* Gov. Pritzker yesterday when asked why Illinois was the only state in the Midwest that wasn’t playing high school football…
Look at the states that you’re talking about. They all have high positivity rates, double-digit positivity rates in most. And those are states, fine, if they decided to endanger children and families in those states by allowing contact sports to take place, that’s their decision. That’s not something that’s good for the families, the children of Illinois.
He didn’t mention it, but Michigan was the only other holdout. But it has since reversed course and is kicking off its high school games this week.
* Also Gov. Pritzker yesterday…
But the idea, as you know, of focusing on sports - not my idea it’s doctors and researchers - have found that these sports, particularly high school sports and college sports, without the proper mitigations, without the proper prevention, etc. that those sports are dangerous. And evidence of that has popped up more recently in our state, down in Wayne County. I think you may know that the baseball team at the community college at Frontier, unfortunately there was an outbreak. It spread significantly, most of the team now has tested positive. There are many many dozens of people who are now quarantined as a result of their having tested positive, there having been an outbreak.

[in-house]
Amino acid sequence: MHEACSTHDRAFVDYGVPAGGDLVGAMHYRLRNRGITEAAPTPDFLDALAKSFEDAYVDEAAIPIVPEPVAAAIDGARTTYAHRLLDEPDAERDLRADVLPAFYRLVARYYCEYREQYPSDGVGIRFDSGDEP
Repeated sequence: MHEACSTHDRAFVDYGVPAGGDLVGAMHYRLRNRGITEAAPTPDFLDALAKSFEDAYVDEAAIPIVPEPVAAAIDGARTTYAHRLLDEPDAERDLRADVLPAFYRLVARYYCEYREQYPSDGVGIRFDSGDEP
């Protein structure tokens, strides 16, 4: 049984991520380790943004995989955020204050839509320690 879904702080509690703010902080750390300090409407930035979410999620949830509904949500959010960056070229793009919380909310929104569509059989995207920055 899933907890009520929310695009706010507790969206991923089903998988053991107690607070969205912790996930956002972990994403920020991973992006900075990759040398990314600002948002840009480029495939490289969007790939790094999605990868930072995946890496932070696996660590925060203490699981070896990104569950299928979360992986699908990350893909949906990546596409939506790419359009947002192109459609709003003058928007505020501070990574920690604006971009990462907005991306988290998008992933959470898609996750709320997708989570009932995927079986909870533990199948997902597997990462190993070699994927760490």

But Clark Griffith, administrator of the Wayne County Health Department, said the source of the transmission didn’t appear to be team activities but the dormitory in which the players lived. […]
That is similar to another outbreak that upset the IHSA’s return-to-play plans. In July, days after high school teams were allowed to start summer practice, Deputy Governor for Education Jesse Ruiz told the organization that physical contact between athletes was banned after a cluster of COVID-19 cases among sports camp participants at Lake Zurich High School.
Yet further investigation showed that “for the most part, that outbreak was linked to social gatherings prior to the camps,” said Hannah Goering, spokeswoman for the Lake County Health Department. […]
Sheldon Jacobson, a University of Illinois computer science professor who specializes in risk assessment, has looked at the COVID-19 health risk for athletes participating in various college sports and concluded it is negligible, even for football.
He said as long as players get tested, wear masks and stay inside their “bubble” — avoiding contact with people outside of their teams — they should stave off infection.
That’s all well and good, but the article is supposed to be about high schools. The title is: “With Big Ten set to resume football this fall, why won’t Illinois high schools follow suit?”
Are high schools going to require frequent testing? And how are high school players going to stay inside a “bubble”? They’re not in dorms like college players, after all. Obviously, there was no “bubble” in Lake Zurich.
* Dr. Rishi Desai, a pediatric infectious disease specialist…
“To be honest, a lot of this is still very much theoretical,” he said. “The problem is that getting enough data takes time, and not enough time has passed.”
…Adding… This deserves a mention as well. It’s not just about the players, it’s about what can happen if they spread the virus…
* Maine wedding ‘superspreader’ event is now linked to seven deaths. None of those people attended.